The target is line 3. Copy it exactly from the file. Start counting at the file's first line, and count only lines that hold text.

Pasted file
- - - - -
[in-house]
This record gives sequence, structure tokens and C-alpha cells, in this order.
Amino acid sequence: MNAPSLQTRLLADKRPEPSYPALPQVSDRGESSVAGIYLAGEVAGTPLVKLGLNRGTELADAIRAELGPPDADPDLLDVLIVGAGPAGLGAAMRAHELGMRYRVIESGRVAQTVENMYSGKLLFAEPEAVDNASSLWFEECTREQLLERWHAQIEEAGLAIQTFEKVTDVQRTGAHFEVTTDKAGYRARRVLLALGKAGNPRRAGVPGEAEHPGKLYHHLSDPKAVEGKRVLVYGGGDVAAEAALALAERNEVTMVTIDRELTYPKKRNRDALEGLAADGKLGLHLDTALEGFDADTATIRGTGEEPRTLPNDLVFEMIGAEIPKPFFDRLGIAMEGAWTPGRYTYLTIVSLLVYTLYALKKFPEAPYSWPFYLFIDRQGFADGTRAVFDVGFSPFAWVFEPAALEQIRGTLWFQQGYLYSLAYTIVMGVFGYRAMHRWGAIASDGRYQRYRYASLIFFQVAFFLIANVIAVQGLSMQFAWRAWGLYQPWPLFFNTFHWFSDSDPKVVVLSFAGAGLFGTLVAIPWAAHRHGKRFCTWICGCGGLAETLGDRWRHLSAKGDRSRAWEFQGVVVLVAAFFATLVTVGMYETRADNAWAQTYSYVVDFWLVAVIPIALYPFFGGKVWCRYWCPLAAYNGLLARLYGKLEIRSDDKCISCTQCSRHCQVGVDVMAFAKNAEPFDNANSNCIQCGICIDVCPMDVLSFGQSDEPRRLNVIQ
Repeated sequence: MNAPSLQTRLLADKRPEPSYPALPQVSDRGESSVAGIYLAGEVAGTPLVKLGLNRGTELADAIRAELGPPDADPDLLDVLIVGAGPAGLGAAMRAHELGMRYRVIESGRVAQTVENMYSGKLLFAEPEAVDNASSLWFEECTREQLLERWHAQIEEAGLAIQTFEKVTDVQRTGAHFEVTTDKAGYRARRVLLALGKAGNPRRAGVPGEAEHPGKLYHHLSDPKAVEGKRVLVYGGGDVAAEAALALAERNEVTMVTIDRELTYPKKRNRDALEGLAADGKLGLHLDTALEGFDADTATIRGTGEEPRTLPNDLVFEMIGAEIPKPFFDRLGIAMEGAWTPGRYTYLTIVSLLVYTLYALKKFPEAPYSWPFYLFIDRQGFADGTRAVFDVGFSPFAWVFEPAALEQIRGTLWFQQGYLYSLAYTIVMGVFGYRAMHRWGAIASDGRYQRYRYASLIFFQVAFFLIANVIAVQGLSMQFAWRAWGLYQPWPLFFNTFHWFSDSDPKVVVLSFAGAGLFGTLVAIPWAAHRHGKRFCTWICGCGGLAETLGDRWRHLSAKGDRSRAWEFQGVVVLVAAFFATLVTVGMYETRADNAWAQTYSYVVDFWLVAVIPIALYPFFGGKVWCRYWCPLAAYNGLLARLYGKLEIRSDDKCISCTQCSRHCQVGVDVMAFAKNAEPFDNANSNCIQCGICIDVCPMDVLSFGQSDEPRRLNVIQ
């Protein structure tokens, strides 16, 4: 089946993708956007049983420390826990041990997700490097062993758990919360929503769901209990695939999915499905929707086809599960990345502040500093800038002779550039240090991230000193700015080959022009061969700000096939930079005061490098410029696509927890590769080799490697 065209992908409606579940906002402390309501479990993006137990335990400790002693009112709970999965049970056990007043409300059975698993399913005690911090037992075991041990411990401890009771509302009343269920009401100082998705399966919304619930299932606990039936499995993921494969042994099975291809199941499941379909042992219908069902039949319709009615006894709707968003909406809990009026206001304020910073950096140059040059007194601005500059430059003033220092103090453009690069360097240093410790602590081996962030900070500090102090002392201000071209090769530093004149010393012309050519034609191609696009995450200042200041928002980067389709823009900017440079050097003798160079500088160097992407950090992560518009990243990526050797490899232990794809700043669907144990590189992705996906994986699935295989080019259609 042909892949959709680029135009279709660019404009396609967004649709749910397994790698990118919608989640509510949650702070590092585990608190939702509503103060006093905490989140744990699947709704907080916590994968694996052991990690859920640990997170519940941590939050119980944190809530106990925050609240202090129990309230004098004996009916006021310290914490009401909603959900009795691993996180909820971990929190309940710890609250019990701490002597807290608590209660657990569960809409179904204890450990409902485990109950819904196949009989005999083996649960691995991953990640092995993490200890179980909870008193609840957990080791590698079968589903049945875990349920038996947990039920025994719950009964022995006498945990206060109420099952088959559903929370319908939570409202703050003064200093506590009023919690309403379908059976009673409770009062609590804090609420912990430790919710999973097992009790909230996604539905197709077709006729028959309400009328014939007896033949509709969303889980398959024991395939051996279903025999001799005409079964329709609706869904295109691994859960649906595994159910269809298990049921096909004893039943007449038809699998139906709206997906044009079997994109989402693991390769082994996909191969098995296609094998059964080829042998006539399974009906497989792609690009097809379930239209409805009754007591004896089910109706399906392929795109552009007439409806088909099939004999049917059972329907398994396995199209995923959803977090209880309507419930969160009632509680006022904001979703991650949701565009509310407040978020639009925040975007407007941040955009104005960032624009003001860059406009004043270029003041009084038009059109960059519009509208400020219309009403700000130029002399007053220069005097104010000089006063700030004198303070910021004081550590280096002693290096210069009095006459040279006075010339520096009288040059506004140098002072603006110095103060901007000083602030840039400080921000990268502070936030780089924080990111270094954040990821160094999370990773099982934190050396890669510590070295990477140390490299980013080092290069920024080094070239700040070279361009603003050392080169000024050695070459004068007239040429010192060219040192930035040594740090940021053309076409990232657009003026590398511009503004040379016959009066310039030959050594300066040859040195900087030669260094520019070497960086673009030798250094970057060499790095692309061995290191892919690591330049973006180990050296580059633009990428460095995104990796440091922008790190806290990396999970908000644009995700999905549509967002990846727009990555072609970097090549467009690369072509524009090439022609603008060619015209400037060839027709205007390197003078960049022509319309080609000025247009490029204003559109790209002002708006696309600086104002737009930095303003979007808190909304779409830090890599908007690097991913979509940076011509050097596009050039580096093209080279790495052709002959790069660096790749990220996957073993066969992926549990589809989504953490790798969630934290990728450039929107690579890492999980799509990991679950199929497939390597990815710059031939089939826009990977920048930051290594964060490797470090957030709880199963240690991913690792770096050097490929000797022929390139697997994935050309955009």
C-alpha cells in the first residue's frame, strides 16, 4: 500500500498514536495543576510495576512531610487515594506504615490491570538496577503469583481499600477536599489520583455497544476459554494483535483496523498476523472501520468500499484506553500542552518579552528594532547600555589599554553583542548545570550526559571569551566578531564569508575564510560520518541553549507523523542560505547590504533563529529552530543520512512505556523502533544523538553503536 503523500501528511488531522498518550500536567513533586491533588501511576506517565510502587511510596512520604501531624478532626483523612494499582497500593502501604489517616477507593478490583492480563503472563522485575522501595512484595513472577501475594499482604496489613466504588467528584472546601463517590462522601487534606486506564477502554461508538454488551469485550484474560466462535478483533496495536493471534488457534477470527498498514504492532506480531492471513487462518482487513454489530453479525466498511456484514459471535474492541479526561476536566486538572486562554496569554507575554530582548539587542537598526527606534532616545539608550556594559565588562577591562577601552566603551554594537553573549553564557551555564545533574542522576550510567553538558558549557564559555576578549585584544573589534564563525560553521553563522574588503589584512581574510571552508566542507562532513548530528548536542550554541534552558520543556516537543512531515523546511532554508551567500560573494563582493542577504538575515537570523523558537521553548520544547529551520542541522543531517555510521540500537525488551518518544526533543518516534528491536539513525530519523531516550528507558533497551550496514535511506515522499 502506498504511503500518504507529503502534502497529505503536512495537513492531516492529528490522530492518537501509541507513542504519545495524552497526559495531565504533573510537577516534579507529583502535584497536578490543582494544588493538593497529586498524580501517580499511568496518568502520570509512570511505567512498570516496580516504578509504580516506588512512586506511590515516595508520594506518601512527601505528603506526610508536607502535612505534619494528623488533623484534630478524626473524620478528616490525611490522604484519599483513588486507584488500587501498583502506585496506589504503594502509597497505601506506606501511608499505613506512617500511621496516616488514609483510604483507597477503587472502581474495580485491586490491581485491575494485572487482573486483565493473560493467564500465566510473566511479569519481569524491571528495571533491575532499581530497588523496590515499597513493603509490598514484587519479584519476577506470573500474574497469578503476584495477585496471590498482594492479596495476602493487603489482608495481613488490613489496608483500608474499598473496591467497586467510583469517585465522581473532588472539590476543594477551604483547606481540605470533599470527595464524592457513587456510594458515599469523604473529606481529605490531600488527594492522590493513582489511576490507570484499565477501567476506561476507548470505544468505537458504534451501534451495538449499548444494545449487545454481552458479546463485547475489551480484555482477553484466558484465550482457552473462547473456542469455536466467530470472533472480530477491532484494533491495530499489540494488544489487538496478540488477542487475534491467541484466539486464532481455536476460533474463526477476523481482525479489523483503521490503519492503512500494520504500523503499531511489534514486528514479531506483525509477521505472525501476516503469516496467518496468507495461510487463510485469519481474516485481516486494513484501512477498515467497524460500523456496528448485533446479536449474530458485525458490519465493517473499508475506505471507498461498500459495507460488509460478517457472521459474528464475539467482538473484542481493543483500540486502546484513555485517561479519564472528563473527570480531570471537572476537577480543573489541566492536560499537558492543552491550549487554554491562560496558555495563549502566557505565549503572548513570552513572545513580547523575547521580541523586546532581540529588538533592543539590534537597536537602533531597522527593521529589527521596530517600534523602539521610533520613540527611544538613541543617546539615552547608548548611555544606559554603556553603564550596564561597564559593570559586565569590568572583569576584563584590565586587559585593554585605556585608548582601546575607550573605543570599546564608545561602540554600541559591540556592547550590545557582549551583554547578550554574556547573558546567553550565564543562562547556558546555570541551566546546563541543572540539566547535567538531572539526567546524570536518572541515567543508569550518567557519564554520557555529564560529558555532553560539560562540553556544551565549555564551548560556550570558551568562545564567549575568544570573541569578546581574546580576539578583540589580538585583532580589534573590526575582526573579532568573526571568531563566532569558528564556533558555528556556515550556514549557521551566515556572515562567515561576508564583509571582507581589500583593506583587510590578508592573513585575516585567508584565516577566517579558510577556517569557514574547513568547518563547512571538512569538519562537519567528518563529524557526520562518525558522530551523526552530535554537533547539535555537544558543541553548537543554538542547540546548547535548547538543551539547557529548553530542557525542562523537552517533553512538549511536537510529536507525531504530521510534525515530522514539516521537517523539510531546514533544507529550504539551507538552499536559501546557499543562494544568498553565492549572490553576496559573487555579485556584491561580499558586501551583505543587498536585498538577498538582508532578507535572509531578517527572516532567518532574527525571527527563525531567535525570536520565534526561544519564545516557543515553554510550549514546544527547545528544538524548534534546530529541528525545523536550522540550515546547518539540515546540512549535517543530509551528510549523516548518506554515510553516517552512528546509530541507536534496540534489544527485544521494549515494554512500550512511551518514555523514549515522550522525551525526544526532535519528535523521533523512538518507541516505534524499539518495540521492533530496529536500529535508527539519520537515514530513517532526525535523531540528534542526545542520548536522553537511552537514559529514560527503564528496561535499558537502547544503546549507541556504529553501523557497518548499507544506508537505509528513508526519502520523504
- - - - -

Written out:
Amino acid sequence: MNAPSLQTRLLADKRPEPSYPALPQVSDRGESSVAGIYLAGEVAGTPLVKLGLNRGTELADAIRAELGPPDADPDLLDVLIVGAGPAGLGAAMRAHELGMRYRVIESGRVAQTVENMYSGKLLFAEPEAVDNASSLWFEECTREQLLERWHAQIEEAGLAIQTFEKVTDVQRTGAHFEVTTDKAGYRARRVLLALGKAGNPRRAGVPGEAEHPGKLYHHLSDPKAVEGKRVLVYGGGDVAAEAALALAERNEVTMVTIDRELTYPKKRNRDALEGLAADGKLGLHLDTALEGFDADTATIRGTGEEPRTLPNDLVFEMIGAEIPKPFFDRLGIAMEGAWTPGRYTYLTIVSLLVYTLYALKKFPEAPYSWPFYLFIDRQGFADGTRAVFDVGFSPFAWVFEPAALEQIRGTLWFQQGYLYSLAYTIVMGVFGYRAMHRWGAIASDGRYQRYRYASLIFFQVAFFLIANVIAVQGLSMQFAWRAWGLYQPWPLFFNTFHWFSDSDPKVVVLSFAGAGLFGTLVAIPWAAHRHGKRFCTWICGCGGLAETLGDRWRHLSAKGDRSRAWEFQGVVVLVAAFFATLVTVGMYETRADNAWAQTYSYVVDFWLVAVIPIALYPFFGGKVWCRYWCPLAAYNGLLARLYGKLEIRSDDKCISCTQCSRHCQVGVDVMAFAKNAEPFDNANSNCIQCGICIDVCPMDVLSFGQSDEPRRLNVIQ